If you use vehicles as part of your business operations, a commercial auto policy should be included in your insurance program. Commercial Auto insurance provides coverage for vehicles in the event they incur physical damage, cause physical damage or bodily injury to others.
If appropriate, you may also need non-owned auto coverage, which protects from claims for damages involving bodily injury or property damage caused by someone working on behalf of the business while using a vehicle not owned by the business.
In addition to insurance, you also need to have policies and guidelines in place to make sure that you choose carefully when determining who is allowed to drive on your organization’s behalf. Any approved drivers you select should also have guidelines to follow while operating vehicles. Most importantly, those policies need to match up with the actual practice.
Guidelines for your company’s drivers
Some things to consider when deciding who is allowed to drive one of your vehicles or their own personal vehicle for business:
- Have you researched this person’s driving record?
- Is there anything about this person’s background that would make them a risky choice as a permitted driver?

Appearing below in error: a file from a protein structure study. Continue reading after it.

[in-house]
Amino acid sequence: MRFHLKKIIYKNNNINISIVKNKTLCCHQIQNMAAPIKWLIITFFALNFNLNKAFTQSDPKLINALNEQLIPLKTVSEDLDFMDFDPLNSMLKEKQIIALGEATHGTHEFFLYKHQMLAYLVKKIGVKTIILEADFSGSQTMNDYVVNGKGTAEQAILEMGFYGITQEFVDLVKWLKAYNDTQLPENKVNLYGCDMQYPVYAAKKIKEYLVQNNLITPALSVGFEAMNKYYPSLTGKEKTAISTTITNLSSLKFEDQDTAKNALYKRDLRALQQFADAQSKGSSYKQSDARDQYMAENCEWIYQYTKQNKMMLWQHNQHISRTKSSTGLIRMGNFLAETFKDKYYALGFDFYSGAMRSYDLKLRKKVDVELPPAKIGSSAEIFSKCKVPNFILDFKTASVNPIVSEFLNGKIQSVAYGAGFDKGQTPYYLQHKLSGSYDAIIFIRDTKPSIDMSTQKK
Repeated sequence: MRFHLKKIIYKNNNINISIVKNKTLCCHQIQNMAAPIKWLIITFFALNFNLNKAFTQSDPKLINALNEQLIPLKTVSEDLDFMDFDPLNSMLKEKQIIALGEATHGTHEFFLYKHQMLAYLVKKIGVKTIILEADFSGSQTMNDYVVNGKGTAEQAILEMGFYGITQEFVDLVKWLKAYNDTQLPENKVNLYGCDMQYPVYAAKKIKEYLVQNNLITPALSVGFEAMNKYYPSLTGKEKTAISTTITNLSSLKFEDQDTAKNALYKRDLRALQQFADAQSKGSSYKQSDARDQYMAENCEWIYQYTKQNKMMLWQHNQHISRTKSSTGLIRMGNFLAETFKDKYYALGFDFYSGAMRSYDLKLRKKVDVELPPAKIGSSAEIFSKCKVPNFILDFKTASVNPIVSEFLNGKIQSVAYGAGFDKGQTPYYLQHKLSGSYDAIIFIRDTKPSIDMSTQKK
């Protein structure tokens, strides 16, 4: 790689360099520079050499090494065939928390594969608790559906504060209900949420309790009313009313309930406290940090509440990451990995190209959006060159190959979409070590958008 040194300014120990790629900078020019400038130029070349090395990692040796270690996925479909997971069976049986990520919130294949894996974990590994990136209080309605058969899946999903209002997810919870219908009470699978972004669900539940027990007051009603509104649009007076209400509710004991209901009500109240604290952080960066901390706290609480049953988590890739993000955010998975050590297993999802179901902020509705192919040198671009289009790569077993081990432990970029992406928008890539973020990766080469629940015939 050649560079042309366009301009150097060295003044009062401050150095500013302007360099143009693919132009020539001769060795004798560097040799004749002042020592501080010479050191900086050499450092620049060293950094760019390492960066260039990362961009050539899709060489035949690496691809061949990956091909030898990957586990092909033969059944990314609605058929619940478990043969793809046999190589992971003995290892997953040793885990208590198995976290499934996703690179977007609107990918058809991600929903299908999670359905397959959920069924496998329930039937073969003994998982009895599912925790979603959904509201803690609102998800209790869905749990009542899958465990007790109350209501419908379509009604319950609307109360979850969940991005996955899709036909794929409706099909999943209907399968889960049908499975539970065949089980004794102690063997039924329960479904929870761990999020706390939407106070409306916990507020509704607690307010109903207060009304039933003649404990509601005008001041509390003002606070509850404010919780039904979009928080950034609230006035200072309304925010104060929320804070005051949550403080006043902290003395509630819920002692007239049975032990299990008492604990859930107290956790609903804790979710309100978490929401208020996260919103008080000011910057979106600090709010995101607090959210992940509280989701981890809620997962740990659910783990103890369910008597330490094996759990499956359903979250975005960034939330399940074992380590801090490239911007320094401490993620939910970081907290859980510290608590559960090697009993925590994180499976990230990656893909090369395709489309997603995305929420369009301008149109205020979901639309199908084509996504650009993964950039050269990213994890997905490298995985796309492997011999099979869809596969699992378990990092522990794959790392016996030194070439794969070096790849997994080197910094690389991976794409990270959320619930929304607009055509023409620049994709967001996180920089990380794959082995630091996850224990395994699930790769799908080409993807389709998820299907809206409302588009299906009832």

- Do they have a valid driver’s license and their own vehicle?
Your policies for vehicle operation should include:
- Standards for a driver’s motor vehicle records, particularly if there is a violation on the job.
- Prohibited activities while driving, such as using cell phones or texting.
- Accident and violation reporting requirements.
- Required driver training.
- Penalties for violating any of the policies.
Because your organization is liable for any accidents or incidents involving vehicles it owns and potentially even those you don’t, you need to make sure you are not being negligent when selecting approved drivers.
Commercial Auto Insurance and Hired and Non-Owned Auto Liability Insurance will protect your business from legal fees and damages as a result of accidents that occur when members or employees are driving their own vehicles or rented vehicles for your business.
This could include running errands, delivery or business trips. It’s important to remember that you are running a business, with all the risks that entails. It may seem like no big deal to let an unapproved driver use the vehicle “just this once,” but that can expose you to more liability and expense than it’s worth.